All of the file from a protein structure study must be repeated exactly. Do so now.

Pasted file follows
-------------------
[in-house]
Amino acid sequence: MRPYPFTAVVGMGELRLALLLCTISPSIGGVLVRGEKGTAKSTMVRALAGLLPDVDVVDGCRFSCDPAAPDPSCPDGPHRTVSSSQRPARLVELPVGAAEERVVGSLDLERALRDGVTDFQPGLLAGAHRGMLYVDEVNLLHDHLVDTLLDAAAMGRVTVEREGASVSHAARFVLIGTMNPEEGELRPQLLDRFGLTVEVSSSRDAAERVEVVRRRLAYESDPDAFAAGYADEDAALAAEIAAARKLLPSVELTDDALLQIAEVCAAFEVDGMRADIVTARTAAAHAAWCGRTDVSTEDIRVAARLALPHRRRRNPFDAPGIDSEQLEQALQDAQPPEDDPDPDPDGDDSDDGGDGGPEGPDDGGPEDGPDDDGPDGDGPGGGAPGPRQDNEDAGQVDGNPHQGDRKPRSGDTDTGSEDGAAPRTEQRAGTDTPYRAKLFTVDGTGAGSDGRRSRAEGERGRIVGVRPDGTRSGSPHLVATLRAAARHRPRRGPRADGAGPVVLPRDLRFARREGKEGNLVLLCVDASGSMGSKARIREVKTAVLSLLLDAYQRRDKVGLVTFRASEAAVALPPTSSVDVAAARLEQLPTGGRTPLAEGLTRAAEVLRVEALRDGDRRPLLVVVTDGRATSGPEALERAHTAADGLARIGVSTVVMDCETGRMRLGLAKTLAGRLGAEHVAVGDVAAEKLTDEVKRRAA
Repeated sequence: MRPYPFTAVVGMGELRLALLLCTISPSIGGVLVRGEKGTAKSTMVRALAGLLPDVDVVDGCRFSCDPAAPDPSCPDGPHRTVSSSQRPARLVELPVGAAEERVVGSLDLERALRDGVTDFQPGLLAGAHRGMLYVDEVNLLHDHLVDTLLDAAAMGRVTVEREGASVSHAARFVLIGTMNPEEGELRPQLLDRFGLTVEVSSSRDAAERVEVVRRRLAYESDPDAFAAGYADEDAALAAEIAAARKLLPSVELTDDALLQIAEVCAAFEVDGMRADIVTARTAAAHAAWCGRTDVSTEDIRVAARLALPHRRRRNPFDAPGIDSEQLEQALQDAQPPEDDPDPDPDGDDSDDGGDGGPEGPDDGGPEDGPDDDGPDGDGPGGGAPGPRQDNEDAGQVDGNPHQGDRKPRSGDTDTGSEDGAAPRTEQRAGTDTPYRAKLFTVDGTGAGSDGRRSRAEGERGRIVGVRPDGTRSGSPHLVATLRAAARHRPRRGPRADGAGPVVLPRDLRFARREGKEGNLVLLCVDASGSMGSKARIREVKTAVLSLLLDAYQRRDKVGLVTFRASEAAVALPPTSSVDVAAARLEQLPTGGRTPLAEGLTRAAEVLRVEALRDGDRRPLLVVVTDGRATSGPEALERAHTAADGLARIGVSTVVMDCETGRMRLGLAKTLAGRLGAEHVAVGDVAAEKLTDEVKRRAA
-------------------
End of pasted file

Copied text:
[in-house]
Amino acid sequence: MRPYPFTAVVGMGELRLALLLCTISPSIGGVLVRGEKGTAKSTMVRALAGLLPDVDVVDGCRFSCDPAAPDPSCPDGPHRTVSSSQRPARLVELPVGAAEERVVGSLDLERALRDGVTDFQPGLLAGAHRGMLYVDEVNLLHDHLVDTLLDAAAMGRVTVEREGASVSHAARFVLIGTMNPEEGELRPQLLDRFGLTVEVSSSRDAAERVEVVRRRLAYESDPDAFAAGYADEDAALAAEIAAARKLLPSVELTDDALLQIAEVCAAFEVDGMRADIVTARTAAAHAAWCGRTDVSTEDIRVAARLALPHRRRRNPFDAPGIDSEQLEQALQDAQPPEDDPDPDPDGDDSDDGGDGGPEGPDDGGPEDGPDDDGPDGDGPGGGAPGPRQDNEDAGQVDGNPHQGDRKPRSGDTDTGSEDGAAPRTEQRAGTDTPYRAKLFTVDGTGAGSDGRRSRAEGERGRIVGVRPDGTRSGSPHLVATLRAAARHRPRRGPRADGAGPVVLPRDLRFARREGKEGNLVLLCVDASGSMGSKARIREVKTAVLSLLLDAYQRRDKVGLVTFRASEAAVALPPTSSVDVAAARLEQLPTGGRTPLAEGLTRAAEVLRVEALRDGDRRPLLVVVTDGRATSGPEALERAHTAADGLARIGVSTVVMDCETGRMRLGLAKTLAGRLGAEHVAVGDVAAEKLTDEVKRRAA
Repeated sequence: MRPYPFTAVVGMGELRLALLLCTISPSIGGVLVRGEKGTAKSTMVRALAGLLPDVDVVDGCRFSCDPAAPDPSCPDGPHRTVSSSQRPARLVELPVGAAEERVVGSLDLERALRDGVTDFQPGLLAGAHRGMLYVDEVNLLHDHLVDTLLDAAAMGRVTVEREGASVSHAARFVLIGTMNPEEGELRPQLLDRFGLTVEVSSSRDAAERVEVVRRRLAYESDPDAFAAGYADEDAALAAEIAAARKLLPSVELTDDALLQIAEVCAAFEVDGMRADIVTARTAAAHAAWCGRTDVSTEDIRVAARLALPHRRRRNPFDAPGIDSEQLEQALQDAQPPEDDPDPDPDGDDSDDGGDGGPEGPDDGGPEDGPDDDGPDGDGPGGGAPGPRQDNEDAGQVDGNPHQGDRKPRSGDTDTGSEDGAAPRTEQRAGTDTPYRAKLFTVDGTGAGSDGRRSRAEGERGRIVGVRPDGTRSGSPHLVATLRAAARHRPRRGPRADGAGPVVLPRDLRFARREGKEGNLVLLCVDASGSMGSKARIREVKTAVLSLLLDAYQRRDKVGLVTFRASEAAVALPPTSSVDVAAARLEQLPTGGRTPLAEGLTRAAEVLRVEALRDGDRRPLLVVVTDGRATSGPEALERAHTAADGLARIGVSTVVMDCETGRMRLGLAKTLAGRLGAEHVAVGDVAAEKLTDEVKRRAA